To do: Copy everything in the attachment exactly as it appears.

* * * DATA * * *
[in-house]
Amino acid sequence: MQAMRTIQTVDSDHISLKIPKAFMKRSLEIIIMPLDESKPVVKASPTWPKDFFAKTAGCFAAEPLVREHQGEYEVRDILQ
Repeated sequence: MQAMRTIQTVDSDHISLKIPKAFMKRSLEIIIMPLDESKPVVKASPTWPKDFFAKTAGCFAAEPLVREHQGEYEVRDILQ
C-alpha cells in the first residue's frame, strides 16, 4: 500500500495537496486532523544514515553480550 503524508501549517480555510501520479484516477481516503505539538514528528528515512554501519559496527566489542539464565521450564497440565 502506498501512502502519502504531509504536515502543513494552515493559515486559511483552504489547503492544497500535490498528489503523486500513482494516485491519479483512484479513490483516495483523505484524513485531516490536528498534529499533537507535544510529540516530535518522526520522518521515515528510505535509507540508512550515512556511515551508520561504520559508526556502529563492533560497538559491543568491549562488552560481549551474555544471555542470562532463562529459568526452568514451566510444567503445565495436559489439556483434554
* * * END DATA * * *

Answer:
[in-house]
Amino acid sequence: MQAMRTIQTVDSDHISLKIPKAFMKRSLEIIIMPLDESKPVVKASPTWPKDFFAKTAGCFAAEPLVREHQGEYEVRDILQ
Repeated sequence: MQAMRTIQTVDSDHISLKIPKAFMKRSLEIIIMPLDESKPVVKASPTWPKDFFAKTAGCFAAEPLVREHQGEYEVRDILQ
C-alpha cells in the first residue's frame, strides 16, 4: 500500500495537496486532523544514515553480550 503524508501549517480555510501520479484516477481516503505539538514528528528515512554501519559496527566489542539464565521450564497440565 502506498501512502502519502504531509504536515502543513494552515493559515486559511483552504489547503492544497500535490498528489503523486500513482494516485491519479483512484479513490483516495483523505484524513485531516490536528498534529499533537507535544510529540516530535518522526520522518521515515528510505535509507540508512550515512556511515551508520561504520559508526556502529563492533560497538559491543568491549562488552560481549551474555544471555542470562532463562529459568526452568514451566510444567503445565495436559489439556483434554